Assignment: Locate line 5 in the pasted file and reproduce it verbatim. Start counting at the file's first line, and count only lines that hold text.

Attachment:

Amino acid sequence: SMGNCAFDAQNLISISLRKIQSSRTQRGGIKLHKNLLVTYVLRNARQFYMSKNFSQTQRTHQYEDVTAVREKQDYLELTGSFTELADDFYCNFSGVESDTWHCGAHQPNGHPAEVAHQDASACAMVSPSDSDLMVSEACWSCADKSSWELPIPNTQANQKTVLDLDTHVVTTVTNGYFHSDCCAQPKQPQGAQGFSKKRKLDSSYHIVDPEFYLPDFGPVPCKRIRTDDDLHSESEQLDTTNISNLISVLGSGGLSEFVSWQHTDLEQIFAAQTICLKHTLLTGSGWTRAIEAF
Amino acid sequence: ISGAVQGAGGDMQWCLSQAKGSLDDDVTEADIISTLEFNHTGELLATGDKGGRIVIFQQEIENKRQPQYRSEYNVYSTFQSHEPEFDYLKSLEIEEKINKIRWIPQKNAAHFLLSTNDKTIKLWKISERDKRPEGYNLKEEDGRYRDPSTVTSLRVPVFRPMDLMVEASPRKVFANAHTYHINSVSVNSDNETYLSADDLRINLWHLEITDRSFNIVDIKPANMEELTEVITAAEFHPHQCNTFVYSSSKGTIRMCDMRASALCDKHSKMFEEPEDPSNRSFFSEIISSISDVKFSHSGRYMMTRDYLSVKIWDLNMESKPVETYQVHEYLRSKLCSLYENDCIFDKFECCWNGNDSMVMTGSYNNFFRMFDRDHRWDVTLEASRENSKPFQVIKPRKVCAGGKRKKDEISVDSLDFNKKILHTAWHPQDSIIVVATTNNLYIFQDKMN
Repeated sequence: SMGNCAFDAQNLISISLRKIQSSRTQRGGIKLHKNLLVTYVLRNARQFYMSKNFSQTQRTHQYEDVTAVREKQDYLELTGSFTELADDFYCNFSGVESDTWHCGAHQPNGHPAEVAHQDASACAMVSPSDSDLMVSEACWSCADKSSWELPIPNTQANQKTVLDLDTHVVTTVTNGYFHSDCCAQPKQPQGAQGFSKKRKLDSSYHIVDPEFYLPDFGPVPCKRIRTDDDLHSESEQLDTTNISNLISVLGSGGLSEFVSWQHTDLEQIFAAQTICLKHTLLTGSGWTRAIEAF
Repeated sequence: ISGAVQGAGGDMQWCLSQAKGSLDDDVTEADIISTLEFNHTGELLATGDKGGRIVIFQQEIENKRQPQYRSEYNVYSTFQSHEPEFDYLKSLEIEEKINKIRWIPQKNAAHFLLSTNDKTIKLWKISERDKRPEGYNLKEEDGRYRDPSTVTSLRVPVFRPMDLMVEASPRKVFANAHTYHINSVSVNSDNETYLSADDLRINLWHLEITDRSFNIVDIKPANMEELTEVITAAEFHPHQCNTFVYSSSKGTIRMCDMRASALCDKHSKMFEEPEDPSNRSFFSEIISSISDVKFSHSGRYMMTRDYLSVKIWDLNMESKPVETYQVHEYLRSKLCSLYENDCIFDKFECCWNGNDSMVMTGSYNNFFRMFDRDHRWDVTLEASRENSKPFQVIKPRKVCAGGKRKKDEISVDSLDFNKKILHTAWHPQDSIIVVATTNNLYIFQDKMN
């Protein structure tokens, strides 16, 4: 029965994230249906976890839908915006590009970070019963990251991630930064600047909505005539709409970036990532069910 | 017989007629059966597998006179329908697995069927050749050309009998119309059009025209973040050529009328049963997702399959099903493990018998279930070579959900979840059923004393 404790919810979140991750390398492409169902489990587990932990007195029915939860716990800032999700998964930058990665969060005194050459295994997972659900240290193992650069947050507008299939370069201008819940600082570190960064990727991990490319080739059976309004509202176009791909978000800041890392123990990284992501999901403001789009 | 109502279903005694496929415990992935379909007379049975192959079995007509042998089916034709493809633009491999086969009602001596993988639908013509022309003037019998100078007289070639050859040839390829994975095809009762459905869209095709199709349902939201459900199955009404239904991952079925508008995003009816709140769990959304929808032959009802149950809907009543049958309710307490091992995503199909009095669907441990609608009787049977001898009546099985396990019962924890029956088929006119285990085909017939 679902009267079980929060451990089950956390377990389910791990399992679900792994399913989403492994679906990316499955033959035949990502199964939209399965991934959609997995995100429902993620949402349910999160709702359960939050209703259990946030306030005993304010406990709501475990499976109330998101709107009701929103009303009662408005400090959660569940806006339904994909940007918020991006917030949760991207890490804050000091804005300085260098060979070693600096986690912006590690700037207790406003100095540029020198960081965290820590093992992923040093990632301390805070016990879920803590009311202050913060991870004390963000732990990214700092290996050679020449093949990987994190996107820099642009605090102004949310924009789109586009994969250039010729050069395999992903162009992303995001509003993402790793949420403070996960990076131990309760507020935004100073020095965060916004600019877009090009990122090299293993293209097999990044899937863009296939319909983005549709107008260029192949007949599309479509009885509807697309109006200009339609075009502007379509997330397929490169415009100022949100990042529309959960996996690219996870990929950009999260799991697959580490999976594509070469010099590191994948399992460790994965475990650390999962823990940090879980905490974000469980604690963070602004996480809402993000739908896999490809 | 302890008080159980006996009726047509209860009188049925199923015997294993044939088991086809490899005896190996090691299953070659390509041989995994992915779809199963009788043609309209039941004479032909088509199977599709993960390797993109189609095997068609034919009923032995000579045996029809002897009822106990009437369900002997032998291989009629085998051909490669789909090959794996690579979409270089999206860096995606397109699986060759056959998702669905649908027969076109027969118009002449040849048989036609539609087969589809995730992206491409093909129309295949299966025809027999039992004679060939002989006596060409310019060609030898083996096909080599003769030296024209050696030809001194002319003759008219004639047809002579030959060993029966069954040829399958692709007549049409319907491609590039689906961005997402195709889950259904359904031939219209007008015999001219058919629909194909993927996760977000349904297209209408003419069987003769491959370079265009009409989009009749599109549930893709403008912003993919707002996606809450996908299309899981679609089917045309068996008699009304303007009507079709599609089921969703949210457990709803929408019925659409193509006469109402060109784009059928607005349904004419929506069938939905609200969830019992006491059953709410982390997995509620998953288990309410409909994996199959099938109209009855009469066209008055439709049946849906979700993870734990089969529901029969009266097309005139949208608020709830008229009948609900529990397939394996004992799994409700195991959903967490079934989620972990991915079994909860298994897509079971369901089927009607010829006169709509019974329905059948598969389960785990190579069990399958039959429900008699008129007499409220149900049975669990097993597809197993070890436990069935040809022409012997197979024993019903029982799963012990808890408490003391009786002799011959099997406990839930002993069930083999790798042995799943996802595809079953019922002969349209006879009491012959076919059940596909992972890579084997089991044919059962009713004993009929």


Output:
């Protein structure tokens, strides 16, 4: 029965994230249906976890839908915006590009970070019963990251991630930064600047909505005539709409970036990532069910 | 017989007629059966597998006179329908697995069927050749050309009998119309059009025209973040050529009328049963997702399959099903493990018998279930070579959900979840059923004393 404790919810979140991750390398492409169902489990587990932990007195029915939860716990800032999700998964930058990665969060005194050459295994997972659900240290193992650069947050507008299939370069201008819940600082570190960064990727991990490319080739059976309004509202176009791909978000800041890392123990990284992501999901403001789009 | 109502279903005694496929415990992935379909007379049975192959079995007509042998089916034709493809633009491999086969009602001596993988639908013509022309003037019998100078007289070639050859040839390829994975095809009762459905869209095709199709349902939201459900199955009404239904991952079925508008995003009816709140769990959304929808032959009802149950809907009543049958309710307490091992995503199909009095669907441990609608009787049977001898009546099985396990019962924890029956088929006119285990085909017939 679902009267079980929060451990089950956390377990389910791990399992679900792994399913989403492994679906990316499955033959035949990502199964939209399965991934959609997995995100429902993620949402349910999160709702359960939050209703259990946030306030005993304010406990709501475990499976109330998101709107009701929103009303009662408005400090959660569940806006339904994909940007918020991006917030949760991207890490804050000091804005300085260098060979070693600096986690912006590690700037207790406003100095540029020198960081965290820590093992992923040093990632301390805070016990879920803590009311202050913060991870004390963000732990990214700092290996050679020449093949990987994190996107820099642009605090102004949310924009789109586009994969250039010729050069395999992903162009992303995001509003993402790793949420403070996960990076131990309760507020935004100073020095965060916004600019877009090009990122090299293993293209097999990044899937863009296939319909983005549709107008260029192949007949599309479509009885509807697309109006200009339609075009502007379509997330397929490169415009100022949100990042529309959960996996690219996870990929950009999260799991697959580490999976594509070469010099590191994948399992460790994965475990650390999962823990940090879980905490974000469980604690963070602004996480809402993000739908896999490809 | 302890008080159980006996009726047509209860009188049925199923015997294993044939088991086809490899005896190996090691299953070659390509041989995994992915779809199963009788043609309209039941004479032909088509199977599709993960390797993109189609095997068609034919009923032995000579045996029809002897009822106990009437369900002997032998291989009629085998051909490669789909090959794996690579979409270089999206860096995606397109699986060759056959998702669905649908027969076109027969118009002449040849048989036609539609087969589809995730992206491409093909129309295949299966025809027999039992004679060939002989006596060409310019060609030898083996096909080599003769030296024209050696030809001194002319003759008219004639047809002579030959060993029966069954040829399958692709007549049409319907491609590039689906961005997402195709889950259904359904031939219209007008015999001219058919629909194909993927996760977000349904297209209408003419069987003769491959370079265009009409989009009749599109549930893709403008912003993919707002996606809450996908299309899981679609089917045309068996008699009304303007009507079709599609089921969703949210457990709803929408019925659409193509006469109402060109784009059928607005349904004419929506069938939905609200969830019992006491059953709410982390997995509620998953288990309410409909994996199959099938109209009855009469066209008055439709049946849906979700993870734990089969529901029969009266097309005139949208608020709830008229009948609900529990397939394996004992799994409700195991959903967490079934989620972990991915079994909860298994897509079971369901089927009607010829006169709509019974329905059948598969389960785990190579069990399958039959429900008699008129007499409220149900049975669990097993597809197993070890436990069935040809022409012997197979024993019903029982799963012990808890408490003391009786002799011959099997406990839930002993069930083999790798042995799943996802595809079953019922002969349209006879009491012959076919059940596909992972890579084997089991044919059962009713004993009929």